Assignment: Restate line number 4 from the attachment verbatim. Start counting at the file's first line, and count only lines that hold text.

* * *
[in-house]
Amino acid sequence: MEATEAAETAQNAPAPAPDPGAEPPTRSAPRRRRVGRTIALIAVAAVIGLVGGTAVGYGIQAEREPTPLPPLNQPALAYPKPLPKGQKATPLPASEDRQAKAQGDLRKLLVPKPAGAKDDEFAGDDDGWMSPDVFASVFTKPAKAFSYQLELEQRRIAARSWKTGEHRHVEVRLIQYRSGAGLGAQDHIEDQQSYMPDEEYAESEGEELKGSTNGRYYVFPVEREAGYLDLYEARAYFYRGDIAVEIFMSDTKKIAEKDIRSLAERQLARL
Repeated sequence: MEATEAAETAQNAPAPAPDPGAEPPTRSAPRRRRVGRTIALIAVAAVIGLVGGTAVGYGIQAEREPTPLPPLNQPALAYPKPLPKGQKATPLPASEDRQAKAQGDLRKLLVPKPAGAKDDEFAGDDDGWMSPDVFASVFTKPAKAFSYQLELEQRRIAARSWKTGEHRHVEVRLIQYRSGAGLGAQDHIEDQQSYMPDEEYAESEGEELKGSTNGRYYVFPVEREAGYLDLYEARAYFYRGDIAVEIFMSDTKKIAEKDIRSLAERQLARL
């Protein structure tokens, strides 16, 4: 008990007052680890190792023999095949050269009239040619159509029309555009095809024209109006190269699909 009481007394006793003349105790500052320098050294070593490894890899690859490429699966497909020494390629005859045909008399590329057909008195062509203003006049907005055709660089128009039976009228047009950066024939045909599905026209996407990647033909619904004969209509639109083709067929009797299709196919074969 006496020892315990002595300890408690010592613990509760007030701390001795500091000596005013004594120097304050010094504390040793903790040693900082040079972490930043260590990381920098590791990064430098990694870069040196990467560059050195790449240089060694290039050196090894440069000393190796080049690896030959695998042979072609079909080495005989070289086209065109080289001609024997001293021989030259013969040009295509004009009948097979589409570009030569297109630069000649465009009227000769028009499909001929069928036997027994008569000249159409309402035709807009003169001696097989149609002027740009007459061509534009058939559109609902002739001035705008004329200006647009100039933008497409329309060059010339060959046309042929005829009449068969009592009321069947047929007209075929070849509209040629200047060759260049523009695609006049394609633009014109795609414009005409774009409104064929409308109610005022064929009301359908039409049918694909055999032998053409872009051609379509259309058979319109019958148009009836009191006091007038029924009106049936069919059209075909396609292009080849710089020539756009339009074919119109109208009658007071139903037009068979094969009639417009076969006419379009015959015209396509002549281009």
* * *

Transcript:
């Protein structure tokens, strides 16, 4: 008990007052680890190792023999095949050269009239040619159509029309555009095809024209109006190269699909 009481007394006793003349105790500052320098050294070593490894890899690859490429699966497909020494390629005859045909008399590329057909008195062509203003006049907005055709660089128009039976009228047009950066024939045909599905026209996407990647033909619904004969209509639109083709067929009797299709196919074969 006496020892315990002595300890408690010592613990509760007030701390001795500091000596005013004594120097304050010094504390040793903790040693900082040079972490930043260590990381920098590791990064430098990694870069040196990467560059050195790449240089060694290039050196090894440069000393190796080049690896030959695998042979072609079909080495005989070289086209065109080289001609024997001293021989030259013969040009295509004009009948097979589409570009030569297109630069000649465009009227000769028009499909001929069928036997027994008569000249159409309402035709807009003169001696097989149609002027740009007459061509534009058939559109609902002739001035705008004329200006647009100039933008497409329309060059010339060959046309042929005829009449068969009592009321069947047929007209075929070849509209040629200047060759260049523009695609006049394609633009014109795609414009005409774009409104064929409308109610005022064929009301359908039409049918694909055999032998053409872009051609379509259309058979319109019958148009009836009191006091007038029924009106049936069919059209075909396609292009080849710089020539756009339009074919119109109208009658007071139903037009068979094969009639417009076969006419379009015959015209396509002549281009």